As soon as the department stores and radio stations are ready to start playing Christmas music, I’m ready to start listening to it. And I’m not picky. I love traditional carols and sacred and classical works, but I also enjoy holiday “pops.”
Of course, it’s no secret that, whether listening in the stores or on the radio, one is more likely to hear holiday pops than the other two categories. For Christmas music fanatics like me, that is disappointing enough.
But to make matters worse, the Christmas pops playlist consists of the same handful of songs played ad nauseum, year in and year out, to the exclusion of all others. That’s a shame, because good holiday music is so abundant that, if we wanted, we could easily play it from Thanksgiving through Epiphany and never repeat a track.
To the people who make the playlists, whoever you are: it’s time to expand your horizons. I know I’m probably not going to get you to add Chesnokov’s “Salvation Is Created” or Lauridsen’s “O Magnum Mysterium” to your offerings, so I won’t go there. But, for the sake of all our ears, it’s time to replace the annual “Christmas with Mariah, Bruce and the Beach Boys” marathon. We’re done. We need a little Christmas with none of the above.
To make it easier for you, I’ve compiled a fun, fresh Christmas playlist with a variety of popular songs and artists from a range of traditions. Some are old, some are new. Some are quiet and reflective, others upbeat and fun. Some have Jesus, some don’t. But what they all have in common is that you won’t find yourself wanting to change the channel within the opening few bars.
The first song on the list, for example, is Joni Mitchell’s “River.” It has been covered by numerous artists, but Mitchell, as the composer, provides the definitive version, and it never gets old. A song of love lost at Christmastime, it will resonate with anyone who has felt loss of any kind during the holidays and has longed for a river to “skate away on.”
There are other name artists on the list, but the songs included are not the ones that often get played. James Taylor’s Christmas CD has gorgeous renditions of “Some Children See Him,” “In the Bleak Midwinter,” and “Who Comes This Night.” Because I couldn’t choose, all are included here. Taylor rightly called “Who Comes This Night,” with words by Sally Stevens and music by Dave Grusin, “a new standard.”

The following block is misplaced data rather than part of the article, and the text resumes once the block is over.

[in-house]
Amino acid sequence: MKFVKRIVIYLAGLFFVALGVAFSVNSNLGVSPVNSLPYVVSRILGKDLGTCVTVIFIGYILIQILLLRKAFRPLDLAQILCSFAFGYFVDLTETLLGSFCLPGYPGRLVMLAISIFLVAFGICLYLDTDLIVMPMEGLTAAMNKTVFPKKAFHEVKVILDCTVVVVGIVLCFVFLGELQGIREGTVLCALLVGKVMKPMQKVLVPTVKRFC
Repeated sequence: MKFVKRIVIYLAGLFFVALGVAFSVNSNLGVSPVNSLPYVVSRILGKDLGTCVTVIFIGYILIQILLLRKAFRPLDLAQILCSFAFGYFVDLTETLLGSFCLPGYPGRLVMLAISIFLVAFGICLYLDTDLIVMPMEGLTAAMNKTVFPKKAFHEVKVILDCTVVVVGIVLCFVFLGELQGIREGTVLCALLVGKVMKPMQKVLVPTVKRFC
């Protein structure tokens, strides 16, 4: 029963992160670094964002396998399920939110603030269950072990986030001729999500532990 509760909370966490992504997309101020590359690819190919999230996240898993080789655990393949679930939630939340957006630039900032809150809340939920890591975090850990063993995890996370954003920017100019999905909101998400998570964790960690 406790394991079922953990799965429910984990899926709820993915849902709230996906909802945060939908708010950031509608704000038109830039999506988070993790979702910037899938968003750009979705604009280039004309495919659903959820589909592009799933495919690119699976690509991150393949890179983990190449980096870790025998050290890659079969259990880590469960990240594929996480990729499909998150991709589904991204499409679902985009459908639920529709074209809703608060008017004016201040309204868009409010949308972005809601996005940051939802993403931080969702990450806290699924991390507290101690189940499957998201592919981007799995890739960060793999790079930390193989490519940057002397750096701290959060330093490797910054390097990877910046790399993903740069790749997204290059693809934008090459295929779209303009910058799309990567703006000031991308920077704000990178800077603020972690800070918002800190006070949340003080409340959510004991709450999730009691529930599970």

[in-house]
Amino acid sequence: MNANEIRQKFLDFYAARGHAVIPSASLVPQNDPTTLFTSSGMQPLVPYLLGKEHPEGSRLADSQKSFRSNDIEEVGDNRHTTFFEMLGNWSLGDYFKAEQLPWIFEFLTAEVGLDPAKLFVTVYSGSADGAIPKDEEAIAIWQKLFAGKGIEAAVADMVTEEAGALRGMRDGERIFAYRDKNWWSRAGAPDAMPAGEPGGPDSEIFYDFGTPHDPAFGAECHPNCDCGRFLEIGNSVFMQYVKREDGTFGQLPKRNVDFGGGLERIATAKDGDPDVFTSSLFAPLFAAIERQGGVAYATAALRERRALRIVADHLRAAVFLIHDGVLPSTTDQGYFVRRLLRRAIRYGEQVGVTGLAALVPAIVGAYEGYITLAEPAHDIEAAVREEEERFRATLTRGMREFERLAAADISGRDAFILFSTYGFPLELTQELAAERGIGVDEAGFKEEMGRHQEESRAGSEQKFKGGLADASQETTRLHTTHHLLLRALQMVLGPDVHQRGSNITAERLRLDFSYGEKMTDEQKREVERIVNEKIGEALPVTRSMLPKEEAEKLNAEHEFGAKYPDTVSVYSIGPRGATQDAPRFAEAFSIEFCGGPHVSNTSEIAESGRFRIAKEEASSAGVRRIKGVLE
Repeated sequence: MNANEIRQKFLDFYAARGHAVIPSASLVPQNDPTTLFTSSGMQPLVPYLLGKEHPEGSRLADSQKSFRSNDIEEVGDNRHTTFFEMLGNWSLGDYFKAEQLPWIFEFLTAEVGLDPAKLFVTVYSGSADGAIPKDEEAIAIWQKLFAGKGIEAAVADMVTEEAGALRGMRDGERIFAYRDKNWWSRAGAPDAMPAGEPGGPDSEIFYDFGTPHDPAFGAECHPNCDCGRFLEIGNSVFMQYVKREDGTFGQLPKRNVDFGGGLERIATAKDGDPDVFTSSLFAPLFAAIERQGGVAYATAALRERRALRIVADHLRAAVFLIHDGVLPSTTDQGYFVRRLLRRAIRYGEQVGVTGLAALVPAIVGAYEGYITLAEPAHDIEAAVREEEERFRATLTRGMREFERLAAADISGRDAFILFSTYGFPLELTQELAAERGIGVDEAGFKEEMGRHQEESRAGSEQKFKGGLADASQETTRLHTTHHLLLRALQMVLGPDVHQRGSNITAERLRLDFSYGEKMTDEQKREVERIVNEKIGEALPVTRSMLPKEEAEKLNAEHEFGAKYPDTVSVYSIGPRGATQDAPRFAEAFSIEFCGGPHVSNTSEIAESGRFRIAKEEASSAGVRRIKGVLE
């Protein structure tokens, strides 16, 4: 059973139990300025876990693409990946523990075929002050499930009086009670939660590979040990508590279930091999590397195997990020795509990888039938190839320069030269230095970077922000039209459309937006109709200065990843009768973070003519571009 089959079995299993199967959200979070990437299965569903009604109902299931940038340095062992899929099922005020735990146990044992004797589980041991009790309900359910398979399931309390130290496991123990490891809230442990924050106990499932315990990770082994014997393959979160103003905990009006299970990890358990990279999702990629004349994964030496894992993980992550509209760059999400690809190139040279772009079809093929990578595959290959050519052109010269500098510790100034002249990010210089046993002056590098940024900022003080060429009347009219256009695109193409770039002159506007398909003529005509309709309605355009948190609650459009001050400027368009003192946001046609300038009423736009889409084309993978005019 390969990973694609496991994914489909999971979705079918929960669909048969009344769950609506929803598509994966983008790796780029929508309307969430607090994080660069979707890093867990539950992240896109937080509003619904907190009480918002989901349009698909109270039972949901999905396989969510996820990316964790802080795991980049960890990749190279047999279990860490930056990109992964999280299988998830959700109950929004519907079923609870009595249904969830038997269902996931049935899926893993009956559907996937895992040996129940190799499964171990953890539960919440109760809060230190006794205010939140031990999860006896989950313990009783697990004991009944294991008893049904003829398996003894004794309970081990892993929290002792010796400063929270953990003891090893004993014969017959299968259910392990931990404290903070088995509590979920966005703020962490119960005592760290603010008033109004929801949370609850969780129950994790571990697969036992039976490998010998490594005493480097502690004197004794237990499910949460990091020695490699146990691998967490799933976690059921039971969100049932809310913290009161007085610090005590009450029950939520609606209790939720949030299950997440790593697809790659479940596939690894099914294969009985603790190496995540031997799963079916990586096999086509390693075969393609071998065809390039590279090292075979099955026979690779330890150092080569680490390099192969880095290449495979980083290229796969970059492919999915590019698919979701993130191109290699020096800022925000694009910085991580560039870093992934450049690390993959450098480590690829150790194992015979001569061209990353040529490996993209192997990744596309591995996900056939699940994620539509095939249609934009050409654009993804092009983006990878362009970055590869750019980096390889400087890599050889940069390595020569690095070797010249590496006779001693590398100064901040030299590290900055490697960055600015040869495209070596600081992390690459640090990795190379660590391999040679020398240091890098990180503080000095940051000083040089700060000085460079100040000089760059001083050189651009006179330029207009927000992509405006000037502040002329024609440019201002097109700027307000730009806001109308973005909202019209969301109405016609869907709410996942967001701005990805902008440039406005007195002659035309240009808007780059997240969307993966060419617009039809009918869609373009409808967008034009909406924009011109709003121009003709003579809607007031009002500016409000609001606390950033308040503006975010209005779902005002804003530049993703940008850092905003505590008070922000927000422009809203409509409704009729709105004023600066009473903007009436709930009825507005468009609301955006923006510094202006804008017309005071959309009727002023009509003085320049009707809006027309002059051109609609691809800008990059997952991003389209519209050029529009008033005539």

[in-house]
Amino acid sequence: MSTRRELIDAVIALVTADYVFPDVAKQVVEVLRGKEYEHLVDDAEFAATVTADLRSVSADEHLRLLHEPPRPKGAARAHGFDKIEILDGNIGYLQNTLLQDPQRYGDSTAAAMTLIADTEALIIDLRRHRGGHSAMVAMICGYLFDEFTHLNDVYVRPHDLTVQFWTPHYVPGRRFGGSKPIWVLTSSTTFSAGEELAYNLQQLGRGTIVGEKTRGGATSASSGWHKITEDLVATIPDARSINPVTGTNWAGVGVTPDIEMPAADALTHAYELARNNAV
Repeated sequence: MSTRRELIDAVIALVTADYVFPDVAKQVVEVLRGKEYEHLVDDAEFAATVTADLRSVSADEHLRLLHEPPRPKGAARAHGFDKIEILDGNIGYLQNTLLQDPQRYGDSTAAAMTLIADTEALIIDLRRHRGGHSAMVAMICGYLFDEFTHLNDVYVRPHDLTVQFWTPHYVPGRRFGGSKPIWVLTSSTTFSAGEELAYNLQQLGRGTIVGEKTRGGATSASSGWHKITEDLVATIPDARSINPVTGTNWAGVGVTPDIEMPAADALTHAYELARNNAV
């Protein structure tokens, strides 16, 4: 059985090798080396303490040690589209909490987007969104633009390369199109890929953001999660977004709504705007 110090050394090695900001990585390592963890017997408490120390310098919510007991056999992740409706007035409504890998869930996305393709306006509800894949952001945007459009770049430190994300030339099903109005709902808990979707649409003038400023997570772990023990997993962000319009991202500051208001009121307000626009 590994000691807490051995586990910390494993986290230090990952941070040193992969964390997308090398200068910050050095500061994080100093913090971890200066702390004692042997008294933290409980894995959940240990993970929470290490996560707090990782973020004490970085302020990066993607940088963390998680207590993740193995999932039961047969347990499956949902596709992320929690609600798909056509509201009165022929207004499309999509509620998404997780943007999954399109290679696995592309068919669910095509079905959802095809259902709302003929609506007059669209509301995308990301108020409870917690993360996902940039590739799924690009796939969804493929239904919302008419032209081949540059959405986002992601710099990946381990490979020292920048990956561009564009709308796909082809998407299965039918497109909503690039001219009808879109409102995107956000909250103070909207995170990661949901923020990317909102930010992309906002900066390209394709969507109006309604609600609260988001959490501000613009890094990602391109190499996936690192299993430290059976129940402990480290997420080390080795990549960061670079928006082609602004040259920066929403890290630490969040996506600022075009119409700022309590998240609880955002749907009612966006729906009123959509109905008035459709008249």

Other name artists on the list are Dolly Parton (“Hard Candy Christmas”), Jim Croce (“It Doesn’t Have to Be That Way”), and Stevie Wonder (“What Christmas Means to Me”). Paul McCartney is here, too, and if you’re wondering why I included “Wonderful Christmastime” even though you tend to hear it this time of year, it’s because, in the first place, it’s Sir Paul, and in the second place, it has singing children (“The choir of children sing their song, they practiced all year long”). It also captures a simple, peaceful contentment that is too often lacking in our day.
I didn’t include classics like “White Christmas,” “Have Yourself a Merry Little Christmas,” “Do You Hear What I Hear” or “I’ll Be Home for Christmas,” because those get played plenty. I didn’t include Pentatonix’ “Mary Did You Know” and the Carpenters’ “Merry Christmas, Darling” (even thought I like them both) for the same reason.
But I did include some artists that you may not be familiar with, such as Christian acapella groups Take 6 and Glad and contemporary Christian artists Chris Rice, Keith and Kristyn Getty, and Erin Bode. If you hear a track you like, seek out more of that artist’s work. You won’t be disappointed.
Vince Guaraldi and Leroy Anderson are on the list because, no matter how many times you hear “Christmastime Is Here” or “Sleigh Ride,” they never, ever get old. Finally, you can thank my daughter for introducing me to a few newer Christmas albums by artists such as Josh Garrels, the Oh Hellos, and Sufjan Stevens. All are the epitome of “fresh.”
Listen to the Fresh Christmas Pops playlist here, or play it below.